‘Because ketamine is an established NMDA receptor antagonist, when its antidepressant effects were identified it was assumed that it was acting through that mechanism to exert its antidepressant effects,’ explains the Nature paper’s senior author Todd Gould, a neuroscientist at University of Maryland, Baltimore, US. However, when the early molecules that mimicked ketamine’s activity at the NMDA receptor failed to prove efficacy during clinical trials, it started to be suspected that the assumed mode of action might not be correct.
‘We, and others, started thinking about alternative mechanisms whereby ketamine may act,’ Gould says. His team explored whether ketamine’s metabolites were exerting its antidepressant effects, rather than ketamine itself. Ketamine has multiple metabolites, the most prevalent being (2R,6R)-hydroxynorketamine and (2S,6S)-hydroxynorketamine.
Gould’s team first checked that conversion to these hydroxynorketamines was necessary for the antidepressant effects on rodents to be seen. To do this they substituted a hydrogen for deuterium on the spot on ketamine’s structure where metabolism occurs – the new C–D bond is much stronger than the original C-H bond, meaning this atom substitution significantly slowed metabolism down. ‘What we found was that the deuterated version of ketamine did not exert the antidepressant effects that the ketamine did,’ he says. Thus proving metabolism was key to ketamine’s antidepressant properties.
A comparison of (2S,6S)-hydroxynorketamine to (2R,6R)-hydroxynorketamine found that the (2R,6R) has higher potency. ‘We also found that the (2R,6R)-hydroxynorketamine is not an antagonist of the NMDA receptor,’ Gould explains. The news then got even better: with tests finding that the molecule is very stable, readily enters the blood-brain barrier, has pretty good oral availability and, possibly most importantly, doesn’t induce any of the undesirable dissociative or addictive effects seem with ketamine.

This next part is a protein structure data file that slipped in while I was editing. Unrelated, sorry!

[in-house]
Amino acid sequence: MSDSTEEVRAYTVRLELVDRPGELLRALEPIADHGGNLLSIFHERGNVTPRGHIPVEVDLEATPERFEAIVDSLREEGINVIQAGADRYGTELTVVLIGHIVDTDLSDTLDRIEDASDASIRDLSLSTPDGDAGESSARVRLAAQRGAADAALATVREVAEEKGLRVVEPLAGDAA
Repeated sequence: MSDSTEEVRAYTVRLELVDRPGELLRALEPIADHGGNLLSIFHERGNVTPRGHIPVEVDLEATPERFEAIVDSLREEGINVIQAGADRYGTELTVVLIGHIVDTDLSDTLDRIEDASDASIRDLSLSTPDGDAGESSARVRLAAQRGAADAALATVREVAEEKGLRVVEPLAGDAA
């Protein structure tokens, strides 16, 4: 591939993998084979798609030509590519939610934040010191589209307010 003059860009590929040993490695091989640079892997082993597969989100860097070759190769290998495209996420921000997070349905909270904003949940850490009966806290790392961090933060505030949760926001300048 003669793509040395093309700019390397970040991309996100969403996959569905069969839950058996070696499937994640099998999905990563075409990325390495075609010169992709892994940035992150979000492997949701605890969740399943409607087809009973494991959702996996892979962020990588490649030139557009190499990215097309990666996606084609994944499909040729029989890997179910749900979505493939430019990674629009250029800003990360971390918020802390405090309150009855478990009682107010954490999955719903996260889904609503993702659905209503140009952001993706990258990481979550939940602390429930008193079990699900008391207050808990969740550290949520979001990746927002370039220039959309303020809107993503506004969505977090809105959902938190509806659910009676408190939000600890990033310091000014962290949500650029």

‘The (2R,6R)-hydroxynorketamine has a lot of things you’d like to see in a drug candidate,’ explains Gould. His collaborators at the US National Institutes of Health’s National Center for Advancing Translational Sciences in Rockville, Maryland,US, are now pushing forward with exploring this possibility.
‘The work we’re undergoing right now,’ explains team member Patrick Morris, ‘is ensuring we can make this molecule in an efficient way so that it’s highly pure and in a format that can be easily administered to humans.’ Toxicology studies are also due to start imminently.
But what do Gould and Morris’s findings mean for the other groups with ketamine-mimics currently in the drug pipeline? Well, some of them are already on the case. ‘In mice, when we block the AMPA receptor our drug, AV-101, does not work, just like ketamine doesn’t work,’ explains VistaGen’s Smith. This research was done in collaboration with Gould. And the same has also been shown with rapastinel, he adds. ‘Our drug, ketamine, rapastinel, all seem to need the AMPA receptor activation to exert their rapid antidepressant effects.’
Our findings may have implications regarding the likely success of some the drug candidates, concedes Gould. ‘But the bottom line is for a drug it really doesn’t matter how it works, just that it does work and it is safe.’ And there are indeed many successful and long-approved drugs for which this is true.
Nina Notman is a science writer based near Baltimore, US